SO YOU WANT to LIVE in COSTA RICA the Adventures, Trials and Tribulations of Settling in Paradise by Gary Davis – plumitapacifica.com

21 Nov

This is the continuation of a series of posts on my blog to promote the e-book SO YOU WANT to LIVE in COSTA RICA – which is a Guide to… the Adventures, Trials and Tribulations of Settling in Paradise… This is a guide book that will give you the kind of insider’s knowledge that you might wish you had before you made your decision to move or not move to Costa Rica.

Every blog entry will start with the appendix because that way when you read whatever else I have posted it will 1. make sense (I hope) and 2. give you a point of reference in case you realize you need to read something that is “archived”.  Because if you read every blog I enter you will have eventually read the whole e-book and won’t need to order it for $2.99 from Amazon or B&N.  All you’ll be missing are the photos that show what you might expect if you choose to undertake the Adventures, Trials and Tribulations of Settling in Paradise.

As I said, I will start each blog with the appendix so that the reader can reference important elements of the book to archived blogs.  The page numbers shown are the actual page they appear on in the book. Here is the Appendix – and these are all the nuggets and their corresponding page numbers:

Definition of “nugget” – 3, Doors & Windows – 7, Manufacturing – 11, Real Estate – 11, Shipping – 12,Maps, – 15, Corporations – 20, Traffic Cops – 23, Know basic Spanish – 30, Panama – 33, Roof Line – 42, Plumita Pacifica Web Address – 65, Getting the Best a Tico has to Offer – 84, Power Surges – 86, Liberia Airport – 88, Attitude – 104, Cellular Phones – 117, Newspapers – 18, Your Embassy – 137, Buying & Selling Cars – 154, Drive Slowly – 161, Arriving at the Airport – 168, Wages & Prices – 170, Undertows – 226, Life Ring – 230, Avoiding Customs Confiscations – 234, Driving Rules – 236, Walking in the City – 249, Purchasing Anything – 258, Buying Fresh Produce – 263, Bus Tickets – 272, to “Bribe” or not to “Bribe” – 313, Traffic ticket Prices – 315, Exiting the Country – 337

And just in case you’re interested… here’s the table of contents:

Introduction and Preliminary Comments – 3, My First Trip -15, Lost in Guanacaste – Playa Coyote – 20, Trust with a Child – 26, Lost in Panama – 29, Attorneys – 35, My Contractor – 38, My Security Guard – 61, My Toldo – 67, Getting a Land Line Phone and Internet – 76, A Cellular Phone – 115, A Country Doctor – 124, A Lesson Well Learned – 130, A Little Green Frog – 138, A Little Brown Frog and a Bat – 146, A “Murphy’s Law” Day – 153, Driving in the Rainy Season – 161, Drunk Drivers – 174, Fiesta del Toros – 185, Getting a Drivers License – 195, INS and a Minor Accident – 203, Lifeguards – 224, Passing through Customs – 232, Rules of the Road for Tico Driving – 236, San Jose – 241, Shopping and Making Tamales – 250, Taking the Bus – 272, Turtles in My Front Yard – 281, Untitled – 287, When it Rains it Pours (sometimes) – 294, She Found My Lot – 307, My First Traffic Ticket – 312, Ticket # 2 – 316, My Radar Detector – 318, Ticket # 3 (after a slow speed chase) – 324, A Christmas Parade – 338, Sex (the truth about ticos) – 343, Photo Album – 347, Appendix – 374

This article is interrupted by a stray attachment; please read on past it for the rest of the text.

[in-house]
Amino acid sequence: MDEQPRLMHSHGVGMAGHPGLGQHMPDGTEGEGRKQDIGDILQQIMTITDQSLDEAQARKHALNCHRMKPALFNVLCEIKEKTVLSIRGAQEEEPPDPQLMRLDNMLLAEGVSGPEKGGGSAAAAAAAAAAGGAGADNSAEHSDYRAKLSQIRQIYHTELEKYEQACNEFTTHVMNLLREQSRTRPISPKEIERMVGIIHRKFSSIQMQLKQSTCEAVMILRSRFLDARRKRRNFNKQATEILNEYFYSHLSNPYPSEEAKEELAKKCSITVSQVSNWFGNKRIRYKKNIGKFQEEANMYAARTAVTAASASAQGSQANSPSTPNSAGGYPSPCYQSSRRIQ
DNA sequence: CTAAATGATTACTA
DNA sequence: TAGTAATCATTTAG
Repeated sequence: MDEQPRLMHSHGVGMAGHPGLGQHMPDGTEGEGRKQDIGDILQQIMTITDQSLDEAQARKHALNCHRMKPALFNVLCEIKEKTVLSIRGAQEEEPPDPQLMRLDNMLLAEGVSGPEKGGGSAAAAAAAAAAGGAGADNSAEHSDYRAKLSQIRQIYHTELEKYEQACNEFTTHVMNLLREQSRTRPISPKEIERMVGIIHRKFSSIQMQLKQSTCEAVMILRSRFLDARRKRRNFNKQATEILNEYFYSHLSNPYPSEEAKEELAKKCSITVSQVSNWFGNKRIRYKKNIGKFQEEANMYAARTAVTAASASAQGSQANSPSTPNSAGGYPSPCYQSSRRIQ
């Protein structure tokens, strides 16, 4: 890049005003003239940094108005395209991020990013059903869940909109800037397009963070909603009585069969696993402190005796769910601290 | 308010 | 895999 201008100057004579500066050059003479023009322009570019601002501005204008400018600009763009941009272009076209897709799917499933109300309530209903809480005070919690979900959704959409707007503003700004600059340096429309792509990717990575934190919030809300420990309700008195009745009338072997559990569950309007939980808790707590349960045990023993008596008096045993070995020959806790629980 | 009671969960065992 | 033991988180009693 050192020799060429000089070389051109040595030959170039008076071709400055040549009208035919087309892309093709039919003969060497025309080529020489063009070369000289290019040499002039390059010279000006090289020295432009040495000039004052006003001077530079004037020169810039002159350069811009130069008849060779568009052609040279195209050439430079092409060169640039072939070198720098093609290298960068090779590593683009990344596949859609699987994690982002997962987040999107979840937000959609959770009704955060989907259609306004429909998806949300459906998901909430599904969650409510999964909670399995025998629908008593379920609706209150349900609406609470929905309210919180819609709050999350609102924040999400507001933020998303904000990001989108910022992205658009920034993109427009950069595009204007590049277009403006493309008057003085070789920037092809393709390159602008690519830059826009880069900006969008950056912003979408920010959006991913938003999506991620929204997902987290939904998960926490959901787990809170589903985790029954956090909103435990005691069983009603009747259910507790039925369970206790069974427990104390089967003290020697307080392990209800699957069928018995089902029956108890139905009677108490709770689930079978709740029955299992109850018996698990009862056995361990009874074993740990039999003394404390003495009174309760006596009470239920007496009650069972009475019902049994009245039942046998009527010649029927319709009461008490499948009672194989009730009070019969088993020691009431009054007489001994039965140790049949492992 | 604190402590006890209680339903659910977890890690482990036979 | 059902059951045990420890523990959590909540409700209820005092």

chapter 17 continued

And hallelujah, merry Xmas, etc., they finally ran a grader down the road!  They seem to do that once a year right after the rainy season ends.  You get about one week of good graded road before the potholes begin to form again.  So for a week or so the one hour drive down the dreaded road to Santa Cruz becomes a thirty minute drive.  What a pleasure! 

Rumor has it that the road will be paved all the way to P. Junquillal and there are huge concrete culvert pipes piled at various spots along the way.  Maybe in years to come it will actually happen.  Do I sound cynical?  

I wrote a letter to the president of C.R., Oscar Arias, which was published in the Tico Times, suggesting that he might win the respect of his fellow citizens if he were to become the first president, in a long list of past presidents, to do the easiest thing for a country to do, which is to fix its roads.  He has already done the hardest thing for a country to do, which is to declare peace with its neighbors. 

He did that twenty years ago during his first term as president when he brokered the peace between all the war torn Central American countries, for which he won the Nobel Peace Prize. 

I’m sure my letter falls on deaf ears but I feel better.

SO YOU WANT to LIVE in COSTA RICA the Adventures, Trials and Tribulations of Settling in Paradise by Gary Davis – plumitapacifica.com

19 Nov

This is the continuation of a series of posts on my blog to promote the e-book SO YOU WANT to LIVE in COSTA RICA – which is a Guide to… the Adventures, Trials and Tribulations of Settling in Paradise… This is a guide book that will give you the kind of insider’s knowledge that you might wish you had before you made your decision to move or not move to Costa Rica.

Every blog entry will start with the appendix because that way when you read whatever else I have posted it will 1. make sense (I hope) and 2. give you a point of reference in case you realize you need to read something that is “archived”.  Because if you read every blog I enter you will have eventually read the whole e-book and won’t need to order it for $2.99 from Amazon or B&N.  All you’ll be missing are the photos that show what you might expect if you choose to undertake the Adventures, Trials and Tribulations of Settling in Paradise.

As I said, I will start each blog with the appendix so that the reader can reference important elements of the book to archived blogs.  The page numbers shown are the actual page they appear on in the book. Here is the Appendix – and these are all the nuggets and their corresponding page numbers: